Andy Franke Reflects on Time On and Off the Hill

What are some of the highlights of your career?

When I got out of law school, I wanted to focus on health policy, so I took a big chance and got an internship on Capitol Hill. I was lucky enough to get my first permanent job with a member from my home state in the House of Representatives only about 8 months after I first arrived in DC. A year later, I became Congresswoman Lynn Jenkins’ (R-KS) health policy advisor, which was another major highlight. Working in Congress just generally was fun. After she announced her retirement in January 2017, I was fortunate to go work for Congressman Eric Paulsen (R-MN) – like Congresswoman Jenkins, he was another great member of the House Ways and Means Committee. I really enjoyed working with him – he had a lot of major medical device and healthcare companies headquartered in his district, which provided some great experience.

As a Hill staffer, how did you observe advocacy change over the years?

When I first started taking meetings for Congresswoman Jenkins, I had more exposure to constituents who came in to advocate for their own issues and ideas, and as I took on more responsibility, I started to meet with more prominent organizations and registered lobbyists. Over the years, because of the way legislation moved, advocacy on the Hill went from being concentrated on one-off meetings during the year to being more sustained throughout the year. When I left the Hill, because of the issue portfolio I had and the legislative landscape, I was having meetings almost every day. I also noticed that I was meeting with more established lobbyists instead of younger advocates over time.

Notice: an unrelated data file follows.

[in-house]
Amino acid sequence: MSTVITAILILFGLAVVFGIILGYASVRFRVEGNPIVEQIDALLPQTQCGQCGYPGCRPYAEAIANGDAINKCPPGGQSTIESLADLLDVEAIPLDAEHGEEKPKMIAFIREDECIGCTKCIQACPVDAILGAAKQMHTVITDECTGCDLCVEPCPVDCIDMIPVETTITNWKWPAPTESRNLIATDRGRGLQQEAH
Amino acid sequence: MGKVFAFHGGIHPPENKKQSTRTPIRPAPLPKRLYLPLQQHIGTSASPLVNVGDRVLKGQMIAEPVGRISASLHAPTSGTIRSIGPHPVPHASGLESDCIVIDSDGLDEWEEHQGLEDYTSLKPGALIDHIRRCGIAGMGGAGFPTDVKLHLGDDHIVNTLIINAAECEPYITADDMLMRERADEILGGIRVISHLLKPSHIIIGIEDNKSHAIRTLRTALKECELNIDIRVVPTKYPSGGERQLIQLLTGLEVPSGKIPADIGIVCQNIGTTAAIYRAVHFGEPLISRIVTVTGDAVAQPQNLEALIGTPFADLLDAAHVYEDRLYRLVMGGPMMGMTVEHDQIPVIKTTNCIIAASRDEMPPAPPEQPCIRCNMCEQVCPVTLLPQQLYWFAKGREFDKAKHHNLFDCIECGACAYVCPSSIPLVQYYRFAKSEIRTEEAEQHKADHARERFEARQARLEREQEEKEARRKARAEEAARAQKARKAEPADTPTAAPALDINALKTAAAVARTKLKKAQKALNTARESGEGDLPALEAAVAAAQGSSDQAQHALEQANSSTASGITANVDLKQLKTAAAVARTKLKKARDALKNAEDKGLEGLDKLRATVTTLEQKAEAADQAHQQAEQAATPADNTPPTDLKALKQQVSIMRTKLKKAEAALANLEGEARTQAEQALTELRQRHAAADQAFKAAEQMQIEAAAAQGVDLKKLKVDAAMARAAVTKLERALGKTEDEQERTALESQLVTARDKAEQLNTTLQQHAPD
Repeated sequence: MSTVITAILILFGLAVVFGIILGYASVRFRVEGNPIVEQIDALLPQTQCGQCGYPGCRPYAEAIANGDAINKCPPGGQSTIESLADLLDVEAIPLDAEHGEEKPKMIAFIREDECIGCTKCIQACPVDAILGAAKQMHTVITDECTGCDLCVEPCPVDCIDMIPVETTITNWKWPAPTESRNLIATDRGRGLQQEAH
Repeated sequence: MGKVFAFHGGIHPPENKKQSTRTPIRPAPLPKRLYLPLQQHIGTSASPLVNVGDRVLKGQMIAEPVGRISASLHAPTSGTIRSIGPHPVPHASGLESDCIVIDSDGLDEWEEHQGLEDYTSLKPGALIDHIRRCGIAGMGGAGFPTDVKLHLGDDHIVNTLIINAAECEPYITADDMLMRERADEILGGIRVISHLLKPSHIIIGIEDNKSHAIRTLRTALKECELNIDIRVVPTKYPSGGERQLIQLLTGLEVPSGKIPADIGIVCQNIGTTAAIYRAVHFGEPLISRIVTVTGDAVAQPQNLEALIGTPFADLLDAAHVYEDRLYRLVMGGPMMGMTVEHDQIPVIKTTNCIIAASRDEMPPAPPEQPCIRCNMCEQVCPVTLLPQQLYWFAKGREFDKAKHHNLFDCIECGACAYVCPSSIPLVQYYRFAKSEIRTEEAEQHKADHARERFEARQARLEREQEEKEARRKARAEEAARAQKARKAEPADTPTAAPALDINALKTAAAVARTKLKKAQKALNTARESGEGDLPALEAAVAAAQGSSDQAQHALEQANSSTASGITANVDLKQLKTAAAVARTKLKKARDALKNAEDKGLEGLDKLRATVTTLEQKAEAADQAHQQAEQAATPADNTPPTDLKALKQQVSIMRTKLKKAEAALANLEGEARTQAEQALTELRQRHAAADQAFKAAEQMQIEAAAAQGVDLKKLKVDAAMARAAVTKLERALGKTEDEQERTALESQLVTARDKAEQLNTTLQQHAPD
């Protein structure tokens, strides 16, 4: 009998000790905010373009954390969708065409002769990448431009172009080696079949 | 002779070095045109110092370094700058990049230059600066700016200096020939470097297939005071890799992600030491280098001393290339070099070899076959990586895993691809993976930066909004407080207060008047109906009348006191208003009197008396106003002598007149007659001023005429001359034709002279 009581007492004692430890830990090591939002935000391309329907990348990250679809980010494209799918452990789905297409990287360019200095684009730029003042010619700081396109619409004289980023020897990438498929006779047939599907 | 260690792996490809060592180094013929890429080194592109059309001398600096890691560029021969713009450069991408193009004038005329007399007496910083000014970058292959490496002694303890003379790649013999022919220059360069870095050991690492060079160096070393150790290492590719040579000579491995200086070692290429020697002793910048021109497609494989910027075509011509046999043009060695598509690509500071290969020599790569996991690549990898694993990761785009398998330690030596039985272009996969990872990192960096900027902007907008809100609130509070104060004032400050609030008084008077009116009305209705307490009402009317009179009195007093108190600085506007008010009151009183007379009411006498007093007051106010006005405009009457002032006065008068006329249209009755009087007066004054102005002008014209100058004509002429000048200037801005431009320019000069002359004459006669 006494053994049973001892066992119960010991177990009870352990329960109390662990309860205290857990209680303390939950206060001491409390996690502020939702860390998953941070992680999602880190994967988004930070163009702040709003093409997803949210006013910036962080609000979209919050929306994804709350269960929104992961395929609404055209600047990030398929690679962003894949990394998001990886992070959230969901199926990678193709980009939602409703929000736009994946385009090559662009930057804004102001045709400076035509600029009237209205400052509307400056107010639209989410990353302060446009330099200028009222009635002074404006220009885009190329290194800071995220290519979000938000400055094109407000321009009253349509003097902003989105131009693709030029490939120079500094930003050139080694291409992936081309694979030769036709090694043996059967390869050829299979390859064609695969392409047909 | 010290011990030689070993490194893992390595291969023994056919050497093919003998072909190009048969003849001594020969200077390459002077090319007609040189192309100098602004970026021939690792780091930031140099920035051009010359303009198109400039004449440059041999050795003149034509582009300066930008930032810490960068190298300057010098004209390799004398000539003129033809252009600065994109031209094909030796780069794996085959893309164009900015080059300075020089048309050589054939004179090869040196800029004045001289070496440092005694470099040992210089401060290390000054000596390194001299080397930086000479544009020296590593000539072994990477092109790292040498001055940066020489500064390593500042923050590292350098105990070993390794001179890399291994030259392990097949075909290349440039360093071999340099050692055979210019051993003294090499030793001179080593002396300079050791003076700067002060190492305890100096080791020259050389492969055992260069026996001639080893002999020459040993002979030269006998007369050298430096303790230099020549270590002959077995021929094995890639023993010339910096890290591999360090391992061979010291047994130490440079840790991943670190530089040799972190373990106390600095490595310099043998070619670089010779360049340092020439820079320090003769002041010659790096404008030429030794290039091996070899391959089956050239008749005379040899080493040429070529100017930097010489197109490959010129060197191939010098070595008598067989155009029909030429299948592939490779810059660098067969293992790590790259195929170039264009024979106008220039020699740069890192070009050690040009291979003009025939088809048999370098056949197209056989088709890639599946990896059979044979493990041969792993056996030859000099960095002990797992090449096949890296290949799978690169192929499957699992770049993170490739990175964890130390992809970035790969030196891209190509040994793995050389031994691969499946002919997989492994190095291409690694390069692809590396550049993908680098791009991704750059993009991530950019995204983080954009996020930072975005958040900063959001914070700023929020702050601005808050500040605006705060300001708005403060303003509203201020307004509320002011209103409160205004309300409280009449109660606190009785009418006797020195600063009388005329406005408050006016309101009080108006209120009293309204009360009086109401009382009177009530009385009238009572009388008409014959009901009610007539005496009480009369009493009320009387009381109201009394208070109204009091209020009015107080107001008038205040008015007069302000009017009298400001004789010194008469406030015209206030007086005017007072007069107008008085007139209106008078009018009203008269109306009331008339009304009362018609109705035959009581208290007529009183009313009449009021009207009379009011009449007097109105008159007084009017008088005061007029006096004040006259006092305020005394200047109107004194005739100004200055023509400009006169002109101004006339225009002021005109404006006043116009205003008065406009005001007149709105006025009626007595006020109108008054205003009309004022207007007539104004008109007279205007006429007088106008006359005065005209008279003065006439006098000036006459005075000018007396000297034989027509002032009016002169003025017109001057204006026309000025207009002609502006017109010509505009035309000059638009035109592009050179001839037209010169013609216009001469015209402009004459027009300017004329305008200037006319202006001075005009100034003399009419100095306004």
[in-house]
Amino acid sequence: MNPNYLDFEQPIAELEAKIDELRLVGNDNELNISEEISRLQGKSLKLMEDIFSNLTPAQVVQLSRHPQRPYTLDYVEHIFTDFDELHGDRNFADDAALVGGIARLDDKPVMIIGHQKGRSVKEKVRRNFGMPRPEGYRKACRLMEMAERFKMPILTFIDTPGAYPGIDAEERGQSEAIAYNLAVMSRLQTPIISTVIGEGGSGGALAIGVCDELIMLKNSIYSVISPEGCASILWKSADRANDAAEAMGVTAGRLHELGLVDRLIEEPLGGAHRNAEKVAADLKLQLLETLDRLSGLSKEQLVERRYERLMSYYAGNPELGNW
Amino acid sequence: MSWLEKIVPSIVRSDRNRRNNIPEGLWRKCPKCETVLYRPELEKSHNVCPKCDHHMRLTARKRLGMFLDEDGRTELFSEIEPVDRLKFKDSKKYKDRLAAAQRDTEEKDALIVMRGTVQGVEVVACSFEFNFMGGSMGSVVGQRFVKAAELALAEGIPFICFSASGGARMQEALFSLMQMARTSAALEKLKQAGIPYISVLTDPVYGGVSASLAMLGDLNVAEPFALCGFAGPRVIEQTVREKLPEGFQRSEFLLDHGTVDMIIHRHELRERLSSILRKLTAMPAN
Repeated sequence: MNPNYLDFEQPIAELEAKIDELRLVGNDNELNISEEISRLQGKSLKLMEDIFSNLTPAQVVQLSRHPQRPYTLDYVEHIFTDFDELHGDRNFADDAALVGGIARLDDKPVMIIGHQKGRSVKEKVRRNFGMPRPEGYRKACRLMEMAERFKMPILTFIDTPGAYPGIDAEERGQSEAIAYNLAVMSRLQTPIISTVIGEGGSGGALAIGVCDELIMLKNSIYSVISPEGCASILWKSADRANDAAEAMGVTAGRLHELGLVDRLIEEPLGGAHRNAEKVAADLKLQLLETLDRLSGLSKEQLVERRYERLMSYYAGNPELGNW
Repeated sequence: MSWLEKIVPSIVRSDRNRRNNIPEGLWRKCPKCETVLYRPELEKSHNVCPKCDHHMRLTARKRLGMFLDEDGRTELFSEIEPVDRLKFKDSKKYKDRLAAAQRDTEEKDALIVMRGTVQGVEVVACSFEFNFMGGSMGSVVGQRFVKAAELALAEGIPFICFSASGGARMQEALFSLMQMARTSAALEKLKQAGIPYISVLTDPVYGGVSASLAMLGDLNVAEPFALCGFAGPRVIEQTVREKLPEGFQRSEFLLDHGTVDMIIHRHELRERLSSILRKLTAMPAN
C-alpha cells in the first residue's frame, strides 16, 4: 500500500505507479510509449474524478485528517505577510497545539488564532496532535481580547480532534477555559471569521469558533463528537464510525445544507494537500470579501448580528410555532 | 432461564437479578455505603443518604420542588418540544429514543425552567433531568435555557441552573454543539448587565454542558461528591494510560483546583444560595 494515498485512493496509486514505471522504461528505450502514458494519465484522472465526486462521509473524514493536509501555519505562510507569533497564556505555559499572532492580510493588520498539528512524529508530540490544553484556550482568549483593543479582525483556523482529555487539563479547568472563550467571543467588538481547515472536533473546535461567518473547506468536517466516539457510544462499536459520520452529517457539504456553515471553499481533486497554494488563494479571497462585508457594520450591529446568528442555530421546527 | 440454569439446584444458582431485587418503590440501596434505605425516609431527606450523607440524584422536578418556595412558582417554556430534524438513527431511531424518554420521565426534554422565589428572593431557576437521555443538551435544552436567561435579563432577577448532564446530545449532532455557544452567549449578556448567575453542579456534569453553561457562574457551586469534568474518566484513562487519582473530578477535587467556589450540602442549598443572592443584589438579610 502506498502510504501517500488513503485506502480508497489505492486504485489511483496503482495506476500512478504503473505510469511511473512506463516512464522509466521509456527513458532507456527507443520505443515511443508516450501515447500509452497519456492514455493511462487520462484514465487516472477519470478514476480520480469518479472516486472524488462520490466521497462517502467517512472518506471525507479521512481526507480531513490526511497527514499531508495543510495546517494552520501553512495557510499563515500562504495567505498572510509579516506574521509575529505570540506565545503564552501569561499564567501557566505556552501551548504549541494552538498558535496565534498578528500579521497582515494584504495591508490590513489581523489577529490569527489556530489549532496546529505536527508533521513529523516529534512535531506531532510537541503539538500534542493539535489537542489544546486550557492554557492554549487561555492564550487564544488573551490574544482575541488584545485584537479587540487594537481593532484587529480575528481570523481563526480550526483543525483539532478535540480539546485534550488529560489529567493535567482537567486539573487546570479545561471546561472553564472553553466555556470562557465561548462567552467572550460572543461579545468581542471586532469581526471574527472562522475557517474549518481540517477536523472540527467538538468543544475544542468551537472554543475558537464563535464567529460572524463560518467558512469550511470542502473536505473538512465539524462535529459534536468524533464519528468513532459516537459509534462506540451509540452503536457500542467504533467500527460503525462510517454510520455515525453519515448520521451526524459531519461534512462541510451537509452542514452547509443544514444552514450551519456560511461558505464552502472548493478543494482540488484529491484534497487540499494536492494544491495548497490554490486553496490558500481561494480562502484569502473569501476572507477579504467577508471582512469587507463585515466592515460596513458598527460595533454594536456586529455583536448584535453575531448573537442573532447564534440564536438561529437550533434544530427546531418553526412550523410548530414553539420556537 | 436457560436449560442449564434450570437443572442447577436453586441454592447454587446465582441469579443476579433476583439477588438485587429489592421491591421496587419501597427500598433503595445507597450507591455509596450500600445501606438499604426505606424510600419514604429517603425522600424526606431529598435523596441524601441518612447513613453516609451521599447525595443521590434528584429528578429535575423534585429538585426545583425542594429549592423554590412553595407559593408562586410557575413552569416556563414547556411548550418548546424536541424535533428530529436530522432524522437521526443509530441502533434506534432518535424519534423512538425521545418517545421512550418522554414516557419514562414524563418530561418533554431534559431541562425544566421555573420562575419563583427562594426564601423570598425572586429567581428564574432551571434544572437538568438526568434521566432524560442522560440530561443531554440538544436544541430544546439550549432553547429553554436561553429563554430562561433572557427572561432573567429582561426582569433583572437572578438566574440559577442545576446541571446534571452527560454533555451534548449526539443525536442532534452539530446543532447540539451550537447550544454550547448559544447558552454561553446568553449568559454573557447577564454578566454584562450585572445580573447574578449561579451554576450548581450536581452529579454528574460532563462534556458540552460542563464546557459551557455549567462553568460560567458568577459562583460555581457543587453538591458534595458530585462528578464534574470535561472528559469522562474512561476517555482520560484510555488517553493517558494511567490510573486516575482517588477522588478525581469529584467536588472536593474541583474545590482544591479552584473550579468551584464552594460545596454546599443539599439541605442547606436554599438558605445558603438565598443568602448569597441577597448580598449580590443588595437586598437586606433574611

What are some of the biggest challenges lobbyists and advocates face in 2023?

Ironically enough, the return to how it was after two or three years of virtual meetings. A lot of senior lobbyists used to be on the Hill all day long to meet in-person, but the pandemic shut that down, and they had to transition to phone and video calls. Even events like fundraisers were done through videoconferencing. Now, it’s almost back to the normal way of going to the Hill in the morning and seeing who you could meet up with off-the-record. After 3 years of not being able to do that, it’s a little bit challenging to get back into the swing of things. But it’s a welcome change, in my opinion. I really like the fact that you can finally go back to the Hill and walk in the building as a normal person without the need for an escort – you can just make an appointment, go to the Hill, and after your meeting is done, go back to the Longworth café, or Cups.

What’s some of the best advice you’ve received?

A good friend and mentor who’s been lobbying for 25 years told me that if you go up to the Capitol and you don’t get a tingling feeling, then it’s time to hang it up and move on, because once you don’t get that feeling anymore, your job probably won’t be fulfilling. But if you continue to get that feeling, and you stay excited about your job, you’re going to be good at your job, whether it’s a Hill staffer, lobbyist, or advocacy professional. I think about that a lot, and I make sure that I still get the feeling that I’m happy to be there and I’m fortunate to be able to do this in the Capitol of the United States. Not many people get this opportunity.

Other that health care, what other policy areas are you passionate about?

For the 4 years that I lobbied for Zimmer Biomet, I was the go-to tax lobbyist. That was not an issue I handled in Congress, so it was a steep learning curve. At first, I did not enjoy tax policy – it’s incredibly weedy, maybe more so than health care. It took a while, but I made great relationships during the learning process. And like health care, it never seems to go away.

What else should we know about you?

I’m an avid golfer. I try to get better every time I play. I picked up golf in 2019 and worked on my game during the pandemic. I’ve also been married for seven years now, and I have two sons – one was just born a month ago, and I recently moved out to Virginia from DC. We lived in DC for 8 years, and we’re loving it out here in Virginia – there’s more space, and it’s a great place to raise a family. Life is good.